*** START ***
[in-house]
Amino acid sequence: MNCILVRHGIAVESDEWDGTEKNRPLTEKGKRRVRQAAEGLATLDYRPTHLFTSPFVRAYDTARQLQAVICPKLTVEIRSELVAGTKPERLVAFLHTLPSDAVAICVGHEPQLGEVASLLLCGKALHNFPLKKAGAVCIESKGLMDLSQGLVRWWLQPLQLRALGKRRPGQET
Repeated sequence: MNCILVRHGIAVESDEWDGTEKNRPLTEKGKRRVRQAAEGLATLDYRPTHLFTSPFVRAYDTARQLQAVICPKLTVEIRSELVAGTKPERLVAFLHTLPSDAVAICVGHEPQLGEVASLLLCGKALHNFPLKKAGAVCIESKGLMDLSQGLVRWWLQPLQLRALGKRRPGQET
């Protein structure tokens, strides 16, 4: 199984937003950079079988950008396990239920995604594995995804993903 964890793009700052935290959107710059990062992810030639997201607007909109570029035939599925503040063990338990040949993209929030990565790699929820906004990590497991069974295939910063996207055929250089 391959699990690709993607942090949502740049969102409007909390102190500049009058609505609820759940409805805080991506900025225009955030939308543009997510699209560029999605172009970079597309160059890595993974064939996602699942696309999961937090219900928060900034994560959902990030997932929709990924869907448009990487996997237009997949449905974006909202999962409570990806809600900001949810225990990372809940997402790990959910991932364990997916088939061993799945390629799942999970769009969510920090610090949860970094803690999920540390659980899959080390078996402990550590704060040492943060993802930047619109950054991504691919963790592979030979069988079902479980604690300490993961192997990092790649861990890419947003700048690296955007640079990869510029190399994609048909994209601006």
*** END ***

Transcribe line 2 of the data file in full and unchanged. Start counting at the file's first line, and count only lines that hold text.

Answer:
Amino acid sequence: MNCILVRHGIAVESDEWDGTEKNRPLTEKGKRRVRQAAEGLATLDYRPTHLFTSPFVRAYDTARQLQAVICPKLTVEIRSELVAGTKPERLVAFLHTLPSDAVAICVGHEPQLGEVASLLLCGKALHNFPLKKAGAVCIESKGLMDLSQGLVRWWLQPLQLRALGKRRPGQET